The UK is likely to see a new normal of interest rate hikes in the future as Brexit fuels inflation, the Bank of England’s deputy governor said in an interview with the BBC.
Speaking on BBC Radio Five Live’s Wake up to Money programme, Mr Broadbent said the UK is “a little bit” better positioned for future interest rate rises.
“I do think the time is likely to come when rates will go up generally.”
He said he understood that ordinary Britons were feeling the pinch amid stagnant wages and rising prices for goods and services.
The deputy governor told the BBC that exporters had experienced a rise in profits thanks to the fall in the pound since last year’s vote to leave the EU. However, uncertainties over Brexit are putting companies off further investment in the country, he said.
Despite the warning, Mr Broadbent played down concerns about the consequences of any future hikes in interest rates.
“One shouldn’t overdo this. If and when it happens, there will be a lot of talk about the first rate rise since ‘x’. But it’s just a rate rise, and we got perfectly used to rate rises of this size in the past,” he said.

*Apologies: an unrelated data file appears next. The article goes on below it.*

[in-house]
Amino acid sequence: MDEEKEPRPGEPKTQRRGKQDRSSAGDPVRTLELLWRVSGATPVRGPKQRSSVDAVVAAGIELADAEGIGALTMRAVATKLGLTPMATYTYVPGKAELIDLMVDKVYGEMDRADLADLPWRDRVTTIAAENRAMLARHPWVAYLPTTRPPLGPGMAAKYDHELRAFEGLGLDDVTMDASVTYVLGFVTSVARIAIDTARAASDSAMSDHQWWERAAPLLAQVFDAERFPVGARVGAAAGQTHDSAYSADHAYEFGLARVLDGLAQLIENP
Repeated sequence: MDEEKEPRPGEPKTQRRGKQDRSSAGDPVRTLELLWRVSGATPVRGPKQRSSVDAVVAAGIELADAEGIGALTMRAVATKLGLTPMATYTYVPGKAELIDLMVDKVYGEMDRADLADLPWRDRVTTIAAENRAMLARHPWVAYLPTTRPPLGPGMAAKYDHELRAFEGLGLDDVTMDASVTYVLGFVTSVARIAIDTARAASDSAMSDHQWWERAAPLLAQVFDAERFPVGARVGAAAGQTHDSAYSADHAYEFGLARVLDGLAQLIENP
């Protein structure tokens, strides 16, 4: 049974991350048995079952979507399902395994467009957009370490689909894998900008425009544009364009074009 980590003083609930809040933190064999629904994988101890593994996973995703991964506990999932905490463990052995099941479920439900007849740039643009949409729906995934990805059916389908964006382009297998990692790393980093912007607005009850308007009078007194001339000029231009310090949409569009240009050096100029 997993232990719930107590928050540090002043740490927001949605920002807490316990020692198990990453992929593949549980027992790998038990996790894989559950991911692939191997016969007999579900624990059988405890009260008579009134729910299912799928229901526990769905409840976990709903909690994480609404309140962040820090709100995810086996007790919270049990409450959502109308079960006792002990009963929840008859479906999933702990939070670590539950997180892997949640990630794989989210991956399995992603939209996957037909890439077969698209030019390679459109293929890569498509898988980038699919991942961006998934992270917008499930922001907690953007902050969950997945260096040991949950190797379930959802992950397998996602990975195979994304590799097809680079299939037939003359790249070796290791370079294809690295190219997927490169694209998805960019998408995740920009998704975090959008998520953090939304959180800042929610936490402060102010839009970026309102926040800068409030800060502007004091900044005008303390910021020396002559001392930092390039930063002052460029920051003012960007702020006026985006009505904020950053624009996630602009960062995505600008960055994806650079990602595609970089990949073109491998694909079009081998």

The deputy governor warned that future rises in interest rates would be higher than market expectations as he sought a “trade off between stabilising inflation and keeping the economy going”.
Mr Broadbent said the central bank was not worried about the debts of UK households, given consumer credit is yet to exceed levels seen before the 2008 financial crisis.
On Thursday, the Bank said it saw GDP growth of 1.7 per cent this year, down from the 1.9 per cent it projected in May. For 2018, it expects growth of 1.6 per cent, down from 1.7 per cent previously.
This comes after the Office for National Statistics last week reported disappointing quarterly GDP growth of just 0.3 per cent in the second quarter of 2017. The Bank expects a similarly “sluggish” quarterly outturn in the third quarter.
The Bank of England announced on Wednesday that it had decided to keep interest rates at record lows of 0.25 per cent – unchanged since August last year.
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